Effects of Gestational DES Treatment on Male and Female Gonads during Early Embryonic Development

US National Library of Medicine National Institutes of Health, Endocrinology, 2008

Study Abstract

To study the effects of gestational exposure to estrogen on early gonadal differentiation, pregnant mice were treated by sc injection of diethylstilbestrol (DES) or vehicle from embryonic day (E) 8.5 to E14.5, and gonads at E11.5, E12.5, and E14.5 were examined.

Effects of gestational diethylstilbestrol treatment on male and female gonads during early embryonic development, Endocrinology,, NCBI PubMed PMID: 18436715, 2008 Aug.

Image © credit lifemap.

Quantitative real-time RT-PCR and in situ hybridization revealed that mRNA levels of steroidogenic factor 1 (SF-1), a key regulator of gonadal differentiation, and several male gonad-specific genes, including Müllerian-inhibiting substance (MIS), steroidogenic acute regulatory protein, cholesterol side-chain cleavage cytochrome P450, and Cerebellin 1 precursor protein, were significantly decreased in the DES-treated testis, compared with the control testis at E12.5 and/or E14.5.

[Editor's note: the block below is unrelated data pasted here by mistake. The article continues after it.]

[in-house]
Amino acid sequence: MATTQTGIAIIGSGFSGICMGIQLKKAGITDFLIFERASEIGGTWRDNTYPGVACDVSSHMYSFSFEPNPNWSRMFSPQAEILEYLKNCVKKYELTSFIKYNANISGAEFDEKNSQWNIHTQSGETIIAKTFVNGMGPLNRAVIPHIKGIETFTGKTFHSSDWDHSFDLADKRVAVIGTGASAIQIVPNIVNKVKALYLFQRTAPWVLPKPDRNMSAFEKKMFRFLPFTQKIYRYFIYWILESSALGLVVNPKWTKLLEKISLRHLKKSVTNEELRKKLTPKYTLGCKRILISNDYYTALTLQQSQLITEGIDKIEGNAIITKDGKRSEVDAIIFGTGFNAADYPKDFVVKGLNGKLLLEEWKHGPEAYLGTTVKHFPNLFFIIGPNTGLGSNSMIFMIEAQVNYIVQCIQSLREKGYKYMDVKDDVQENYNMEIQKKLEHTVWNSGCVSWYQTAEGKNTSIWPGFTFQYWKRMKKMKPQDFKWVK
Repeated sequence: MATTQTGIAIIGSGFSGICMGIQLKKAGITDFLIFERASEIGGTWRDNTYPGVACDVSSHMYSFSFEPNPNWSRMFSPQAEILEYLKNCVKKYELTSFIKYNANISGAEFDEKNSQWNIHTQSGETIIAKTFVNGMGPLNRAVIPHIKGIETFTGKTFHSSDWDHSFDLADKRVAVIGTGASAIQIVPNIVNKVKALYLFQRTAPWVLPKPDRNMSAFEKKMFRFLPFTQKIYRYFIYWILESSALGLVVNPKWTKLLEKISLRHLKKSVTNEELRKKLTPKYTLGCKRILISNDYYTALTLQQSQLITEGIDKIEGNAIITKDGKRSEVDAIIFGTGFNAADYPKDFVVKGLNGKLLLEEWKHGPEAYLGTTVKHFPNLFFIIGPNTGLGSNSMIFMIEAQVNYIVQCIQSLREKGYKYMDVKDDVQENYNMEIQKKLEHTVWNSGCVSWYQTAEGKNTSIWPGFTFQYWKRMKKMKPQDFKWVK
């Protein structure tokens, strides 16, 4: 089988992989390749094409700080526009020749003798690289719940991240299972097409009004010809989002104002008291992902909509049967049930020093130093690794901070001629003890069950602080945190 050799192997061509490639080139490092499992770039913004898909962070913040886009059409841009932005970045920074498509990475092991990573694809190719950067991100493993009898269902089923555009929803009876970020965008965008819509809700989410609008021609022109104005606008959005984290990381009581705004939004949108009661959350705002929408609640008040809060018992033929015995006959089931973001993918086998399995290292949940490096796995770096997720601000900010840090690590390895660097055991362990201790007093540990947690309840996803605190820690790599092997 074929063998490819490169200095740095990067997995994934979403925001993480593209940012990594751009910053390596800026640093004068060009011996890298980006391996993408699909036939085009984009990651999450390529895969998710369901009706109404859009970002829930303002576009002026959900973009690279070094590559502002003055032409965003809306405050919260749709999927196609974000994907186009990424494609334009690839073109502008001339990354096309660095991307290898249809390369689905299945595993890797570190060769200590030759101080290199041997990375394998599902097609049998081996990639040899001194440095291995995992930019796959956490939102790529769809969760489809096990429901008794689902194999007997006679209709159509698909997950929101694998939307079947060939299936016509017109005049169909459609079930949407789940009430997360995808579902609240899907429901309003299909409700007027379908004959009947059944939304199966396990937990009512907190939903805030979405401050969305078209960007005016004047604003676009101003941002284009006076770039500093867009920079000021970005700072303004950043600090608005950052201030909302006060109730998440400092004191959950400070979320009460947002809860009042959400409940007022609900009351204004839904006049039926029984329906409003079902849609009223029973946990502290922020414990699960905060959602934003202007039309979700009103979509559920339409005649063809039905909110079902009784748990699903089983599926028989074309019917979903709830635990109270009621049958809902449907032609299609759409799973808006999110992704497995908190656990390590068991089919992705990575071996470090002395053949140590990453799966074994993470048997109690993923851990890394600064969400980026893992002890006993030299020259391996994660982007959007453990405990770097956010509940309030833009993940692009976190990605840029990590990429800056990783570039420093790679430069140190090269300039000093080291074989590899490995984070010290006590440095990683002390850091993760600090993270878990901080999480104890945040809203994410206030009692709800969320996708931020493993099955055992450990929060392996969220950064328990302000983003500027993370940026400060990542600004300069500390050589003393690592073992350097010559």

Immunohistochemistry demonstrated that the staining intensities for SF-1 and MIS in Sertoli cells were apparently reduced in the DES-treated testis, compared with those of the controls, at E12.5 and E14.5.

Because MIS, steroidogenic acute regulatory protein, cholesterol side-chain cleavage cytochrome P450, and Cerebellin 1 precursor protein are activated under the regulation of SF-1, the down-regulation of these factors may be due to reduced SF-1 expression.

Immunohistochemistry for laminin-1 demonstrated that ovigerous cords in the DES-treated ovary were smaller than those in controls at E14.5. Moreover, the number of 5-bromo-2’deoxyuridine-5-monophosphate-labeled cells in the DES-treated testis was significantly reduced at E12.5 and E14.5, compared with controls, and that in the DES-treated ovary remained higher than that in the control ovary at E14.5.

The results suggest that exogenous estrogens can alter sex-specific genetic pathways governing early differentiation and cell proliferation of both male and female gonads.

More DES DiEthylStilbestrol Resources

Have your say ! Share your views